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  • I haven't told many people this,

  • but in my head, I've got

  • thousands of secret worlds all going on

  • all at the same time.

  • I am also autistic.

  • People tend to diagnose autism

  • with really specific check-box descriptions,

  • but in reality, it's a whole variation as to what we're like.

  • For instance, my little brother,

  • he's very severely autistic.

  • He's nonverbal. He can't talk at all.

  • But I love to talk.

  • People often associate autism

  • with liking maths and science and nothing else,

  • but I know so many autistic people

  • who love being creative.

  • But that is a stereotype,

  • and the stereotypes of things

  • are often, if not always, wrong.

  • For instance, a lot of people

  • think autism and think "Rain Man" immediately.

  • That's the common belief,

  • that every single autistic person is Dustin Hoffman,

  • and that's not true.

  • But that's not just with autistic people, either.

  • I've seen it with LGBTQ people,

  • with women, with POC people.

  • People are so afraid of variety

  • that they try to fit everything into a tiny little box

  • with really specific labels.

  • This is something that actually

  • happened to me in real life:

  • I googled "autistic people are ..."

  • and it comes up with suggestions

  • as to what you're going to type.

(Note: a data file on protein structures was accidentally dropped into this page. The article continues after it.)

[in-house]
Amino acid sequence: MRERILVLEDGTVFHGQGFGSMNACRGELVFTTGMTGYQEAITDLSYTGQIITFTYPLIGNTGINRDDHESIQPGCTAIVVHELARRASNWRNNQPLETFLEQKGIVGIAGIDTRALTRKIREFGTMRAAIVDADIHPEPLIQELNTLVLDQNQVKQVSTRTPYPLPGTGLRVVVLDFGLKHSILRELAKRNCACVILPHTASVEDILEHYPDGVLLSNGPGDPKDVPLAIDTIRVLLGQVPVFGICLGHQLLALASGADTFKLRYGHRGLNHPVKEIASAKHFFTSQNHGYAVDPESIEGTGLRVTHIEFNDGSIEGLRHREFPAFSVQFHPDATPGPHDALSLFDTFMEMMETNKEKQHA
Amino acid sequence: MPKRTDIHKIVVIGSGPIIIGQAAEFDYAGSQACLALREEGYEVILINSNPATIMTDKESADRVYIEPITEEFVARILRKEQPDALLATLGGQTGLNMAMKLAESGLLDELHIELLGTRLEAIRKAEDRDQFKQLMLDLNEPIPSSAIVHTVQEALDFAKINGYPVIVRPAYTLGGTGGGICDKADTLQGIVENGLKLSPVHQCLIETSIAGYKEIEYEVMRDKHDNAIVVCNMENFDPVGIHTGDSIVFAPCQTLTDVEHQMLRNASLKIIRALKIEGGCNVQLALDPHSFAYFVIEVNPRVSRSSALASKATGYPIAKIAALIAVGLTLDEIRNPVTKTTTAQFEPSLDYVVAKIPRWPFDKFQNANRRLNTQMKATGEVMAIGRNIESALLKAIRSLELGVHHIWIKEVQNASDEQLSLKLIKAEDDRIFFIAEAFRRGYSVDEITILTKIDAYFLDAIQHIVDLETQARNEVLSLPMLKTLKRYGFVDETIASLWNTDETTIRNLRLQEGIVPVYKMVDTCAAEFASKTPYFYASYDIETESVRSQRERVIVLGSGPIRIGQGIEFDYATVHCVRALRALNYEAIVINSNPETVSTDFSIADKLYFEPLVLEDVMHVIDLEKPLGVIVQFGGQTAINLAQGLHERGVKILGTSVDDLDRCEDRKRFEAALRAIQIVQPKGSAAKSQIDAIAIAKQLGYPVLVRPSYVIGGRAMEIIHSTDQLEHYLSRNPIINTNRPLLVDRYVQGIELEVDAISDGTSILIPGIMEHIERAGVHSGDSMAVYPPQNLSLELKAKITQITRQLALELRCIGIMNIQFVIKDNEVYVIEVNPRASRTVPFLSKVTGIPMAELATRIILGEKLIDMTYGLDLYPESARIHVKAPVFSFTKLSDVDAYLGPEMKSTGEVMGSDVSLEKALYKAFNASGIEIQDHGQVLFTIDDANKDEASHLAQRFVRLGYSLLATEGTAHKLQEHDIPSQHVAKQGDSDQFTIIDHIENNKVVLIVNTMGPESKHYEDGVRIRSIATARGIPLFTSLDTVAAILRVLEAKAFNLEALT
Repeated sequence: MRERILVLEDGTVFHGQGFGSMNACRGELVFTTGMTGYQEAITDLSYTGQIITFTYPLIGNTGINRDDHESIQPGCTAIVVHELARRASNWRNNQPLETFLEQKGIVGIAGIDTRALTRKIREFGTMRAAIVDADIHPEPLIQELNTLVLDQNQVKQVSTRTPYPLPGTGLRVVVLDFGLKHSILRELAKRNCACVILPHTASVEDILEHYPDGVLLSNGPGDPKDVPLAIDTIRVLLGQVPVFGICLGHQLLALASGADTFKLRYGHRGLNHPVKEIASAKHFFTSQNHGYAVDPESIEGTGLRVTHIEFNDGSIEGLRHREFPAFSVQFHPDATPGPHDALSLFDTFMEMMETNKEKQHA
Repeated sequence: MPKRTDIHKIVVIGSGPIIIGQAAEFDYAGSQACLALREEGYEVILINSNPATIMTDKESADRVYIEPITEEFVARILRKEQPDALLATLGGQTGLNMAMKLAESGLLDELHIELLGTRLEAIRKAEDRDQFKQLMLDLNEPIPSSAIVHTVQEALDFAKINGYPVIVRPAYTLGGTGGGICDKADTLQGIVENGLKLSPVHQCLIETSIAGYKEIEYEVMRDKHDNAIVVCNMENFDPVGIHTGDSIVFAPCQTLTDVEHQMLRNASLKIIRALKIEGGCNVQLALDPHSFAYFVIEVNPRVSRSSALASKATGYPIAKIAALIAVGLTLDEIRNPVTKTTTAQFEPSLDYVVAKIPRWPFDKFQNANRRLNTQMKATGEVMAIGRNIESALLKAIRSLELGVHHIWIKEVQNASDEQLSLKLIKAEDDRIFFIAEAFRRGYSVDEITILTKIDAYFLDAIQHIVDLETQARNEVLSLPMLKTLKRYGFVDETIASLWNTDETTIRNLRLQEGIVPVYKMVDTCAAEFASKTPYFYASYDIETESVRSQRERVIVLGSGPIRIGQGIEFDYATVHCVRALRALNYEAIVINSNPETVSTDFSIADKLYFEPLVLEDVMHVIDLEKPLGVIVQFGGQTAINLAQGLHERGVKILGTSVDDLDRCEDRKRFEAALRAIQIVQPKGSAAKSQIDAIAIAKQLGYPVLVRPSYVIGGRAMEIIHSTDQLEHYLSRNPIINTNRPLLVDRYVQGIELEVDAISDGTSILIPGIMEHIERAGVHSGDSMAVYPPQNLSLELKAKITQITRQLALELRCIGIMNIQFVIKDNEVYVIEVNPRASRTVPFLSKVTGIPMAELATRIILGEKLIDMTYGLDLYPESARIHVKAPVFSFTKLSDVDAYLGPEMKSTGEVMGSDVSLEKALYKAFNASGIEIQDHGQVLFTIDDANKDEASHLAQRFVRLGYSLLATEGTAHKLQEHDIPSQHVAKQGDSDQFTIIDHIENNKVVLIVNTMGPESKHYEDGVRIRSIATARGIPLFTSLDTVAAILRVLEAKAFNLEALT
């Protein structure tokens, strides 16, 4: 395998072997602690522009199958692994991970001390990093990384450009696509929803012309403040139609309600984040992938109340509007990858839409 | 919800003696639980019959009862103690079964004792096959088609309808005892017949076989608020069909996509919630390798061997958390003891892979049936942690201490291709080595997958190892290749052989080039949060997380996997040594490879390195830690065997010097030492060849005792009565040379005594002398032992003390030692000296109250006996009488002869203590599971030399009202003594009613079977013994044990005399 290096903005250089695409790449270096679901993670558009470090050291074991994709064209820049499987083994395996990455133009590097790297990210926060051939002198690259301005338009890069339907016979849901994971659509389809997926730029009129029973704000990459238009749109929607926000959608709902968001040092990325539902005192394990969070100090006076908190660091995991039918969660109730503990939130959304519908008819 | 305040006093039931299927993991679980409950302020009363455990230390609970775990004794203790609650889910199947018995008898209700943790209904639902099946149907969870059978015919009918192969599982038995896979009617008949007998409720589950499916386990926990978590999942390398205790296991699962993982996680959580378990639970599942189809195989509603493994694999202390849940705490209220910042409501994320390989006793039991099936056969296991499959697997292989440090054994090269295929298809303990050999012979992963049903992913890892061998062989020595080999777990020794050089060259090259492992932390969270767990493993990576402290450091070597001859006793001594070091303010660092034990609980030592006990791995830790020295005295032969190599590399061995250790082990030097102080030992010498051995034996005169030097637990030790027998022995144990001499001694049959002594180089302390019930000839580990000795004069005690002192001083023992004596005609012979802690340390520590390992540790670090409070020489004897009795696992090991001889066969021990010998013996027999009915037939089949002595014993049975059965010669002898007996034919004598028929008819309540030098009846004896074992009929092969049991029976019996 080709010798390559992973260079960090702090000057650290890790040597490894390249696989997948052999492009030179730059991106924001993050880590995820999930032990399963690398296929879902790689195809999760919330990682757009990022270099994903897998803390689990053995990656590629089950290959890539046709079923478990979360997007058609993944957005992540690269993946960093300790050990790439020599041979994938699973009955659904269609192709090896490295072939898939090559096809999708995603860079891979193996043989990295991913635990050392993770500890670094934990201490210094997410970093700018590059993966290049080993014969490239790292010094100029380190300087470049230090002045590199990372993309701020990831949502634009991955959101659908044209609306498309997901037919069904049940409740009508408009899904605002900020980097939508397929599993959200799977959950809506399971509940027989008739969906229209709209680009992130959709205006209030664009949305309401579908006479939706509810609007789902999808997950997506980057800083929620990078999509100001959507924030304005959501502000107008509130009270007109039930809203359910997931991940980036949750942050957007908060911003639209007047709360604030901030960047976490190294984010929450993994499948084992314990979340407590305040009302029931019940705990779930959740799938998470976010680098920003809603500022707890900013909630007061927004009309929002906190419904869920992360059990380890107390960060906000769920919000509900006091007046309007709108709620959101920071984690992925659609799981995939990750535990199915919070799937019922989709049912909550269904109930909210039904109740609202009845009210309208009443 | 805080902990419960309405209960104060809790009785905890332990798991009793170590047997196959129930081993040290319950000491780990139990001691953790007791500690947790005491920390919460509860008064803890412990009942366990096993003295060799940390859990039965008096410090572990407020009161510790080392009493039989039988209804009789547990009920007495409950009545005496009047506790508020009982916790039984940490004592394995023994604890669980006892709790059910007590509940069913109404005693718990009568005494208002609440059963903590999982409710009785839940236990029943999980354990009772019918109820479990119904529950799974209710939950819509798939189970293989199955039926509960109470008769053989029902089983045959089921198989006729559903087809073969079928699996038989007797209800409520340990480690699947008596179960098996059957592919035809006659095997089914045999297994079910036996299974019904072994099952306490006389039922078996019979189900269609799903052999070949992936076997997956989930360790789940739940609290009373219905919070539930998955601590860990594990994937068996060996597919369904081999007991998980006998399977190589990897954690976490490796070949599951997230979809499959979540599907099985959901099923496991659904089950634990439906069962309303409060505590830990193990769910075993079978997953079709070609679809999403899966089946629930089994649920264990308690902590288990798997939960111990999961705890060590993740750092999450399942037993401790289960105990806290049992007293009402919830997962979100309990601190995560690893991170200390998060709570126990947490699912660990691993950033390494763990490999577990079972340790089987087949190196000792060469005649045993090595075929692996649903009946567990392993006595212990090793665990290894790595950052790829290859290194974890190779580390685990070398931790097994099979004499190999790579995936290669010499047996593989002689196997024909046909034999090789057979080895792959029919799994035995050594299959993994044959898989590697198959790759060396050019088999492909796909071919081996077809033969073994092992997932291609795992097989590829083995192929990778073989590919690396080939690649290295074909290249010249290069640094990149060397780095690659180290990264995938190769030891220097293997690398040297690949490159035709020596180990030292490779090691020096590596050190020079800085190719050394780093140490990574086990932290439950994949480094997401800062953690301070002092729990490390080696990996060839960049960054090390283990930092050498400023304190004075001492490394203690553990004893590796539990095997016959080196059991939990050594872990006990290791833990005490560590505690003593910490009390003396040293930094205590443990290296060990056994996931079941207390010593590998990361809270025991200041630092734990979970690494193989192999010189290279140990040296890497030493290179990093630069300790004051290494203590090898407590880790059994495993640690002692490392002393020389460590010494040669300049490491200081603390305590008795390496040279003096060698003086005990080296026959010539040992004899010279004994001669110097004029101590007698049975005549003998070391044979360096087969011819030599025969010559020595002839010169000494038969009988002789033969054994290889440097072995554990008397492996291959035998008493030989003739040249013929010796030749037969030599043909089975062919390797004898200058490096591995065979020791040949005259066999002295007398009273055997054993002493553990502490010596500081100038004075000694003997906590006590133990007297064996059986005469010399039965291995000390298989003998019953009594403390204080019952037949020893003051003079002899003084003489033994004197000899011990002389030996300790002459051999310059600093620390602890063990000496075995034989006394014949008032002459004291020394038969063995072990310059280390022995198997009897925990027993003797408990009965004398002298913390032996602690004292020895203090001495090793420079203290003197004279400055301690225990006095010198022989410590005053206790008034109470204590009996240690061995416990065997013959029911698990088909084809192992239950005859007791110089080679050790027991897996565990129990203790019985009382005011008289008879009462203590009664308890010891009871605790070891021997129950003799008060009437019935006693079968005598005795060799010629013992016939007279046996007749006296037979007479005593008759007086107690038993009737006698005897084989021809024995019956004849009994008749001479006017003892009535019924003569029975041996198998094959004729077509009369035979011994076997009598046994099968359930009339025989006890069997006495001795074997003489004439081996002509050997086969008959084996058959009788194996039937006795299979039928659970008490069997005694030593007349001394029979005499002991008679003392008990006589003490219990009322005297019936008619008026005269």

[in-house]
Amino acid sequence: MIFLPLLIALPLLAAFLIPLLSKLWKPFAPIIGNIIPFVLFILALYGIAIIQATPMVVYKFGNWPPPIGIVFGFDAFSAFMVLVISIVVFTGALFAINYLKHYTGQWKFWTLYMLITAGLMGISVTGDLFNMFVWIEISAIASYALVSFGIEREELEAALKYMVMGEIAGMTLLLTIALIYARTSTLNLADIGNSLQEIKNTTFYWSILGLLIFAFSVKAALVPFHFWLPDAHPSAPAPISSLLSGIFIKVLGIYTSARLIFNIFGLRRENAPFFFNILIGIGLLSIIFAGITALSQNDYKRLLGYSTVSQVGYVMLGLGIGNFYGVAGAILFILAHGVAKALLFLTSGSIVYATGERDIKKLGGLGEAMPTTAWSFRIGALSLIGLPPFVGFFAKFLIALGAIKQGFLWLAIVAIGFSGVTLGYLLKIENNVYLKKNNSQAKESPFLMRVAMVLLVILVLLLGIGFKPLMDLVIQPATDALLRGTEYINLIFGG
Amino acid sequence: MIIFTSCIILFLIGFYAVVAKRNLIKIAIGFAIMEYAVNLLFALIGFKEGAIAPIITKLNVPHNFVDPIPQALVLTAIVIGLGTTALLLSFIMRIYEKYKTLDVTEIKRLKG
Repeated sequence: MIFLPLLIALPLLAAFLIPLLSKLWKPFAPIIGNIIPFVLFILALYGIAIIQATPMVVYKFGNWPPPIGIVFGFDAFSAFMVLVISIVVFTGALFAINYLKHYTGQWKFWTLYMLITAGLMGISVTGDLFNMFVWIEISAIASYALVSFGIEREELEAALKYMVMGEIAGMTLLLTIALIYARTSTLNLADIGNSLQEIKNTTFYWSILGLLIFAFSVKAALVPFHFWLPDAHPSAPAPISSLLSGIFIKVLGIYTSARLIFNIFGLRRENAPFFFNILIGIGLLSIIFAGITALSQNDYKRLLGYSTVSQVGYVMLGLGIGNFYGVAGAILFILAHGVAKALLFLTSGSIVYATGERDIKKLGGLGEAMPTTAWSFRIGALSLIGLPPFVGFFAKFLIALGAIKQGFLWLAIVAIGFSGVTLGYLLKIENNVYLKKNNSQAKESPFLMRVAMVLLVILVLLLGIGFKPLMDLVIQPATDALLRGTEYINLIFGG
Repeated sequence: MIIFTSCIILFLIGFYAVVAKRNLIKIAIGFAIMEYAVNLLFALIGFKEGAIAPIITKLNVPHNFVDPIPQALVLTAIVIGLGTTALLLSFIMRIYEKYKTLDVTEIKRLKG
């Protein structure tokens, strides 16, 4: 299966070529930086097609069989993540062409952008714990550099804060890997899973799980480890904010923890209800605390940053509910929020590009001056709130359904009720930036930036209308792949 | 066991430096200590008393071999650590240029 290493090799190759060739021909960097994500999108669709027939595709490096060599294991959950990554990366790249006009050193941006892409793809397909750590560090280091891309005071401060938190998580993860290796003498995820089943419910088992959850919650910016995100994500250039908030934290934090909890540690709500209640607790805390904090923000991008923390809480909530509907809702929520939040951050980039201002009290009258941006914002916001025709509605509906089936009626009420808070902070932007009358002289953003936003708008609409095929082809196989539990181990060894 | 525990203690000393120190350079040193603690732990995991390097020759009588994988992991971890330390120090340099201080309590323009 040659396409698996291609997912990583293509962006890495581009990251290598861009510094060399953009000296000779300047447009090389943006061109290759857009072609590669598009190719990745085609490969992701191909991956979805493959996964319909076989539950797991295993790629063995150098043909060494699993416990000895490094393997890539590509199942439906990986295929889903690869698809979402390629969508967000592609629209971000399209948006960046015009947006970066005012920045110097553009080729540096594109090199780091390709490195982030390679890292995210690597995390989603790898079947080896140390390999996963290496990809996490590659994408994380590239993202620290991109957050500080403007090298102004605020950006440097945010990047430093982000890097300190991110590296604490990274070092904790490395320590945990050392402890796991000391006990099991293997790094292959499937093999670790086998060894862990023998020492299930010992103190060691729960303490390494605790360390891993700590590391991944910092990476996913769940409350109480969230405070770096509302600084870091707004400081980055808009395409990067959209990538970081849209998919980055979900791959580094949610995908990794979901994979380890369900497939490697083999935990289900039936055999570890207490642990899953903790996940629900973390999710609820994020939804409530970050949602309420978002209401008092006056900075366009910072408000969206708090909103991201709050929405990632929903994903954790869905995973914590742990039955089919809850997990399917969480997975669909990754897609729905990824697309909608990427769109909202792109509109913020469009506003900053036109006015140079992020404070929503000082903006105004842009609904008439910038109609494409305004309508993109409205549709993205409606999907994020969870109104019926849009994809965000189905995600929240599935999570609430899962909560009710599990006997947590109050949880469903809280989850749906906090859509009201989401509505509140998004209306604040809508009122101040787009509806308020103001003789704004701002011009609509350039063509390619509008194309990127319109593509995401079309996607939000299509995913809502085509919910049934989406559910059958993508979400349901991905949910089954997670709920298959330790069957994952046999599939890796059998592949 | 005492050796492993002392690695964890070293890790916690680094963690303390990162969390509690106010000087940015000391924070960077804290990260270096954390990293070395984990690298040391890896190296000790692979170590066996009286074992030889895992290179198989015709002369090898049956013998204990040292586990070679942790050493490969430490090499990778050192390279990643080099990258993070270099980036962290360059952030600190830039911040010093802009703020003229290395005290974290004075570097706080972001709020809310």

• I googled "autistic people are ..."

  • and the top result was "demons."

  • That is the first thing that people think

  • when they think autism.

  • They know.

  • (Laughter)

  • One of the things I can do because I'm autistic

  • it's an ability rather than a disability

  • is I've got a very, very vivid imagination.

  • Let me explain it to you a bit.

  • It's like I'm walking in two worlds most of the time.

  • There's the real world, the world that we all share,

  • and there's the world in my mind,

  • and the world in my mind is often so much more real

  • than the real world.

  • Like, it's very easy for me to let my mind loose

  • because I don't try and fit myself into a tiny little box.

  • That's one of the best things about being autistic.

  • You don't have the urge to do that.

  • You find what you want to do,

  • you find a way to do it, and you get on with it.

  • If I was trying to fit myself into a box,

  • I wouldn't be here, I wouldn't have achieved

  • half the things that I have now.

  • There are problems, though.

  • There are problems with being autistic,

  • and there are problems with having too much imagination.

  • School can be a problem in general,

  • but having also to explain to a teacher

  • on a daily basis

  • that their lesson is inexplicably dull

  • and you are secretly taking refuge

  • in a world inside your head in which you are not in that lesson,

  • that adds to your list of problems.

  • (Laughter)

  • Also, when my imagination takes hold,

  • my body takes on a life of its own.

  • When something very exciting happens in my inner world,

  • I've just got to run.

  • I've got to rock backwards and forwards,